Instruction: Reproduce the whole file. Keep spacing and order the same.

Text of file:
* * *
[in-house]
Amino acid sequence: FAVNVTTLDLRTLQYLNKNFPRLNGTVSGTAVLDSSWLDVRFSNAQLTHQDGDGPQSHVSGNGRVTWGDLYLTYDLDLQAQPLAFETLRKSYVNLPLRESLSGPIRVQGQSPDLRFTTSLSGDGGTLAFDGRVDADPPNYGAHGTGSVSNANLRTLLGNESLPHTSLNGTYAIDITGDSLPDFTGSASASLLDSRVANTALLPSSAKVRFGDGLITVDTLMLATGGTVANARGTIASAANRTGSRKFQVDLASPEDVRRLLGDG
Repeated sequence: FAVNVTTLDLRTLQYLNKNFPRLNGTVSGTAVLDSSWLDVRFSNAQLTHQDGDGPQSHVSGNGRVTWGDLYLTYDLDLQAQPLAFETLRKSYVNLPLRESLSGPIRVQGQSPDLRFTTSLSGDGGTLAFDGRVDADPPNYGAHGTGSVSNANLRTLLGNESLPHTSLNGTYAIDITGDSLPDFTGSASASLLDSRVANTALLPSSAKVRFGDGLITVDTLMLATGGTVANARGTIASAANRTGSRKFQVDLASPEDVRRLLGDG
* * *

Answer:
[in-house]
Amino acid sequence: FAVNVTTLDLRTLQYLNKNFPRLNGTVSGTAVLDSSWLDVRFSNAQLTHQDGDGPQSHVSGNGRVTWGDLYLTYDLDLQAQPLAFETLRKSYVNLPLRESLSGPIRVQGQSPDLRFTTSLSGDGGTLAFDGRVDADPPNYGAHGTGSVSNANLRTLLGNESLPHTSLNGTYAIDITGDSLPDFTGSASASLLDSRVANTALLPSSAKVRFGDGLITVDTLMLATGGTVANARGTIASAANRTGSRKFQVDLASPEDVRRLLGDG
Repeated sequence: FAVNVTTLDLRTLQYLNKNFPRLNGTVSGTAVLDSSWLDVRFSNAQLTHQDGDGPQSHVSGNGRVTWGDLYLTYDLDLQAQPLAFETLRKSYVNLPLRESLSGPIRVQGQSPDLRFTTSLSGDGGTLAFDGRVDADPPNYGAHGTGSVSNANLRTLLGNESLPHTSLNGTYAIDITGDSLPDFTGSASASLLDSRVANTALLPSSAKVRFGDGLITVDTLMLATGGTVANARGTIASAANRTGSRKFQVDLASPEDVRRLLGDG